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Foundations discovered on Lindisfarne of what may be largest and earliest Saxon church in the area

Foundations of church discovered on Lindisfarne Credit: Diocese of Newcastle

The foundations of what may be one of the largest and earliest Saxon churches in the area have been discovered on the south of Lindisfarne.

Peregrini Lindisfarne Landscape Partnership are responsible for the dig, which has uncovered the enormous sandstone blocks used in the foundations.

They are almost complete and give a clear picture of what the church may have been like.

It could be the earliest known stone church, and it would have required considerable manpower to move the stone blocks to the top of the hill.

The Revd Paul Collins, Vicar of Holy Island, is proposing to hold a Eucharist service in the church ahead of it having to be returned to its original state by the end of the week. This is because of Natural England regulations and the site being on a Site of Special Scientific Interest (SSI). He said:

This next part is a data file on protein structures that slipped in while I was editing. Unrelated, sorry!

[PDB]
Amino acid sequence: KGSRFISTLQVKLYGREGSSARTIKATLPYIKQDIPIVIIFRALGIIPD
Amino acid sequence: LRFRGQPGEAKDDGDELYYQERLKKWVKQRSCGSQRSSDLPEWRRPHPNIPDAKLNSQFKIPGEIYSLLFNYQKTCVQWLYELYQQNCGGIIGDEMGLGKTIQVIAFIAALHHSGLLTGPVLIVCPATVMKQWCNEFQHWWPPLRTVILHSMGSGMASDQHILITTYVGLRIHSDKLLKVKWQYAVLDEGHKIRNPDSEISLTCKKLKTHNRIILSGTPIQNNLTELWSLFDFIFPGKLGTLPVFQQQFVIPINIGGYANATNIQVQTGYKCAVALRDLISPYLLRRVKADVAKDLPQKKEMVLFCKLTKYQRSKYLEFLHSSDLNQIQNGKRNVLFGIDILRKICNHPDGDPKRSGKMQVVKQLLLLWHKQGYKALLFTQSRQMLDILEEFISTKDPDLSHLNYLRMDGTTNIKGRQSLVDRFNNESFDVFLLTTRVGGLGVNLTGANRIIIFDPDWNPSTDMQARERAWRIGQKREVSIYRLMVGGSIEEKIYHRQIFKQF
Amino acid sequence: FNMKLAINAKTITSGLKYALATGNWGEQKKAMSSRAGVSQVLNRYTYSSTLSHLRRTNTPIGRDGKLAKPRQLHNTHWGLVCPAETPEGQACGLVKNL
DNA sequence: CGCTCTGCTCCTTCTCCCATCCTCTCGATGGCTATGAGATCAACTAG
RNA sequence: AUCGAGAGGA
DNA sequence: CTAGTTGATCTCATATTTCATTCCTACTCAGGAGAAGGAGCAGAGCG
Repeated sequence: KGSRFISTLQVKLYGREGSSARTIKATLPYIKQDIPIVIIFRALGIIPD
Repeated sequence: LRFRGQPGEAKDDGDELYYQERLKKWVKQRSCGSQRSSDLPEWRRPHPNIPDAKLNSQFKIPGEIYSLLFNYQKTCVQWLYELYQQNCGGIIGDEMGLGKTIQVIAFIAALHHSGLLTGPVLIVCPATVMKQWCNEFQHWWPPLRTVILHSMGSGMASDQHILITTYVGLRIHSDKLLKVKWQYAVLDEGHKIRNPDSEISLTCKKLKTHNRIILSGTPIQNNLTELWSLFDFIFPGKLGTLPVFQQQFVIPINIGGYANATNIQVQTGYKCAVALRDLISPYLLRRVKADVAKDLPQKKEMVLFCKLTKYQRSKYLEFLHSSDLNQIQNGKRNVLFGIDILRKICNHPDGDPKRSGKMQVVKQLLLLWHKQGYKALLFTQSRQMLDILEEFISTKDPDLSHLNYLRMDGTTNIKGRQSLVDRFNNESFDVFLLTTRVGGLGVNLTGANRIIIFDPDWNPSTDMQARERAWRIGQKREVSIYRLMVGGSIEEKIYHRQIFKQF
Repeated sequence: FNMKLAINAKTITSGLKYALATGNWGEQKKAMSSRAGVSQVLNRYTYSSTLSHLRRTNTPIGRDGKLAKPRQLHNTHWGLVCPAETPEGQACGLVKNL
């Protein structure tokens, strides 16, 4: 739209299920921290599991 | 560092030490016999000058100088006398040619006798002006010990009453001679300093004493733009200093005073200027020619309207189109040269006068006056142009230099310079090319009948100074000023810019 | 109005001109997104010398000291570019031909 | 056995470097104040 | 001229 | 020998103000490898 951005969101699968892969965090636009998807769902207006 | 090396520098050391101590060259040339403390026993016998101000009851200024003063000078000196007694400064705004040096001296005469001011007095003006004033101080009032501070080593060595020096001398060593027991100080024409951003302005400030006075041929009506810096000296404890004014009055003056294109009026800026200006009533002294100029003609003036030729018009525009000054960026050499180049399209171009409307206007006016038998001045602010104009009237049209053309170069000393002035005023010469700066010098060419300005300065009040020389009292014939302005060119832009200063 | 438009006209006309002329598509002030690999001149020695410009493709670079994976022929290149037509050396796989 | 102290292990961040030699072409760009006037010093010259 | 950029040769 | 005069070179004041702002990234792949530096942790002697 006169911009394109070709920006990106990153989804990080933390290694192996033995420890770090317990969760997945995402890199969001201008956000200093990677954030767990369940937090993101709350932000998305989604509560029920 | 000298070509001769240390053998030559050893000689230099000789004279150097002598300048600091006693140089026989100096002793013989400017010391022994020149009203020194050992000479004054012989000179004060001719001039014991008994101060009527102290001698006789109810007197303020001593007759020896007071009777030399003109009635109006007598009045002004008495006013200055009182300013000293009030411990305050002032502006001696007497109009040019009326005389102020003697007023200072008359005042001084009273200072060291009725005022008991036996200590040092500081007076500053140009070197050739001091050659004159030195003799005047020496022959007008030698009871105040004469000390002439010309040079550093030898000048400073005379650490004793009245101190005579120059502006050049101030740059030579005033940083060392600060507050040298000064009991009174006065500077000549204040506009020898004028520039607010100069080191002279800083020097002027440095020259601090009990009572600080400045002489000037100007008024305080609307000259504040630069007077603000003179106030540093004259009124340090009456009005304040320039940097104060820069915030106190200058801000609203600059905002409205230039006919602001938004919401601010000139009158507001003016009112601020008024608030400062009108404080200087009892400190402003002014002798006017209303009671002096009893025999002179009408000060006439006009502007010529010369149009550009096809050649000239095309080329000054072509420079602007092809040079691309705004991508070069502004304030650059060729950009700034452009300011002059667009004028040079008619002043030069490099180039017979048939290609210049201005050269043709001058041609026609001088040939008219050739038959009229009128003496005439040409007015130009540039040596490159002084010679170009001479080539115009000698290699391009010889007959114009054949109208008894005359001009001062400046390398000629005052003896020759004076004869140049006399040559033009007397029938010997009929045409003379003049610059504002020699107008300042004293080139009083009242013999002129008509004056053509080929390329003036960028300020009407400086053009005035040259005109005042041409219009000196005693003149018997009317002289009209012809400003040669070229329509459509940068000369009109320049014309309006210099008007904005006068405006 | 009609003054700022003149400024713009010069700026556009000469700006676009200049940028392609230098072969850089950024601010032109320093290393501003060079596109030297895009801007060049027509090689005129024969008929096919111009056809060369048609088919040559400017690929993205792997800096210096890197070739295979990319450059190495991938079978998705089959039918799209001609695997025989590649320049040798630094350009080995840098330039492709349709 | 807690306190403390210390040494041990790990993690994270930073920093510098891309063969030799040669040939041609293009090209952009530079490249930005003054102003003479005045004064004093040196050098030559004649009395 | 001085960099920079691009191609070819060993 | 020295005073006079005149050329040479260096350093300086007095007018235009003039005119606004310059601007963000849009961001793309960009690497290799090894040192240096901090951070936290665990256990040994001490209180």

"I feel it is important to honour this ancient building before it is covered up again. There are traditional tales of two chapels on Lindisfarne: one is St Cuthbert of the Sea, which is probably the building on a small island adjacent to Lindisfarne, but the other is St Cuthbert of the Sky. This may well be the church we have just uncovered.”

– The Revd Paul Collins

In the 1960s and 1970s, an archaeologist called Brian Hope Taylor conducted many digs on Holy Island. Although he never published his work, his hand-written notes suggest he may have discovered the church already.